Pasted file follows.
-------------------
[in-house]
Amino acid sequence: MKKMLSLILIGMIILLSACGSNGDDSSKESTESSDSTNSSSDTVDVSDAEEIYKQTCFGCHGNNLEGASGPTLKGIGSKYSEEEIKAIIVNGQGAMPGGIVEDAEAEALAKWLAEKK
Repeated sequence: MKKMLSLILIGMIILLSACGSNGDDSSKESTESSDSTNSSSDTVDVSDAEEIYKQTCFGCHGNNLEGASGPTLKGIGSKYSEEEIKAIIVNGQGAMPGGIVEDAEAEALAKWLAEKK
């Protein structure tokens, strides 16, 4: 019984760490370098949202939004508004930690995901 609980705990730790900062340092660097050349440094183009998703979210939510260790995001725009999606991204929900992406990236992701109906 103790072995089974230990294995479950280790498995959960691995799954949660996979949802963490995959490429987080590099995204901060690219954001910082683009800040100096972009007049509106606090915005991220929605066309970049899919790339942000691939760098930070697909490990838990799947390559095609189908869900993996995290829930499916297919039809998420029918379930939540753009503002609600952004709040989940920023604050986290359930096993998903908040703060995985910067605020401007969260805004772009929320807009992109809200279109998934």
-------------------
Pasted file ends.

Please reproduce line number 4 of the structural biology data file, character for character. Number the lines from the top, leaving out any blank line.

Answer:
């Protein structure tokens, strides 16, 4: 019984760490370098949202939004508004930690995901 609980705990730790900062340092660097050349440094183009998703979210939510260790995001725009999606991204929900992406990236992701109906 103790072995089974230990294995479950280790498995959960691995799954949660996979949802963490995959490429987080590099995204901060690219954001910082683009800040100096972009007049509106606090915005991220929605066309970049899919790339942000691939760098930070697909490990838990799947390559095609189908869900993996995290829930499916297919039809998420029918379930939540753009503002609600952004709040989940920023604050986290359930096993998903908040703060995985910067605020401007969260805004772009929320807009992109809200279109998934």